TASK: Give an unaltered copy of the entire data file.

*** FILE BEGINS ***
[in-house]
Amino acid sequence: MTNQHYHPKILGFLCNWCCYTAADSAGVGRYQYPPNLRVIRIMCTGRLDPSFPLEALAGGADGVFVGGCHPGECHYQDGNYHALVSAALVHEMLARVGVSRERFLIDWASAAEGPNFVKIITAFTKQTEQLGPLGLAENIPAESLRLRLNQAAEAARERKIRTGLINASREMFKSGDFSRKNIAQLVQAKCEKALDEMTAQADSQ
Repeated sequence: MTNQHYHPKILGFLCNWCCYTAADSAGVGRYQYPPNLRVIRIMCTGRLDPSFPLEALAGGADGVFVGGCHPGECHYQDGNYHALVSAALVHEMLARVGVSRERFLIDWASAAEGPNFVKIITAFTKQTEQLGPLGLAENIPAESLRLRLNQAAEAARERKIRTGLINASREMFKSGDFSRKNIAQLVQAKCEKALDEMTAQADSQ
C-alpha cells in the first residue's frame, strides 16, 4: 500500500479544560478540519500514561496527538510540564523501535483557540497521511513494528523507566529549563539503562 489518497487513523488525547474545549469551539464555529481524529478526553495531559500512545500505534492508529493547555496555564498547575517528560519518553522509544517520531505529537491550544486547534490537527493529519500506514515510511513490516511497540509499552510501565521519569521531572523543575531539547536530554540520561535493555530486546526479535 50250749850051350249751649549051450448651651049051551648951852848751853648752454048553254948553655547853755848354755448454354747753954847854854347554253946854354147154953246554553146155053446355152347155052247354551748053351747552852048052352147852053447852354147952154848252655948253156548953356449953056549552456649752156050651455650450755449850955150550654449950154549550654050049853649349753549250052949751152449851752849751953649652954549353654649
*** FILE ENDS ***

[in-house]
Amino acid sequence: MTNQHYHPKILGFLCNWCCYTAADSAGVGRYQYPPNLRVIRIMCTGRLDPSFPLEALAGGADGVFVGGCHPGECHYQDGNYHALVSAALVHEMLARVGVSRERFLIDWASAAEGPNFVKIITAFTKQTEQLGPLGLAENIPAESLRLRLNQAAEAARERKIRTGLINASREMFKSGDFSRKNIAQLVQAKCEKALDEMTAQADSQ
Repeated sequence: MTNQHYHPKILGFLCNWCCYTAADSAGVGRYQYPPNLRVIRIMCTGRLDPSFPLEALAGGADGVFVGGCHPGECHYQDGNYHALVSAALVHEMLARVGVSRERFLIDWASAAEGPNFVKIITAFTKQTEQLGPLGLAENIPAESLRLRLNQAAEAARERKIRTGLINASREMFKSGDFSRKNIAQLVQAKCEKALDEMTAQADSQ
C-alpha cells in the first residue's frame, strides 16, 4: 500500500479544560478540519500514561496527538510540564523501535483557540497521511513494528523507566529549563539503562 489518497487513523488525547474545549469551539464555529481524529478526553495531559500512545500505534492508529493547555496555564498547575517528560519518553522509544517520531505529537491550544486547534490537527493529519500506514515510511513490516511497540509499552510501565521519569521531572523543575531539547536530554540520561535493555530486546526479535 50250749850051350249751649549051450448651651049051551648951852848751853648752454048553254948553655547853755848354755448454354747753954847854854347554253946854354147154953246554553146155053446355152347155052247354551748053351747552852048052352147852053447852354147952154848252655948253156548953356449953056549552456649752156050651455650450755449850955150550654449950154549550654050049853649349753549250052949751152449851752849751953649652954549353654649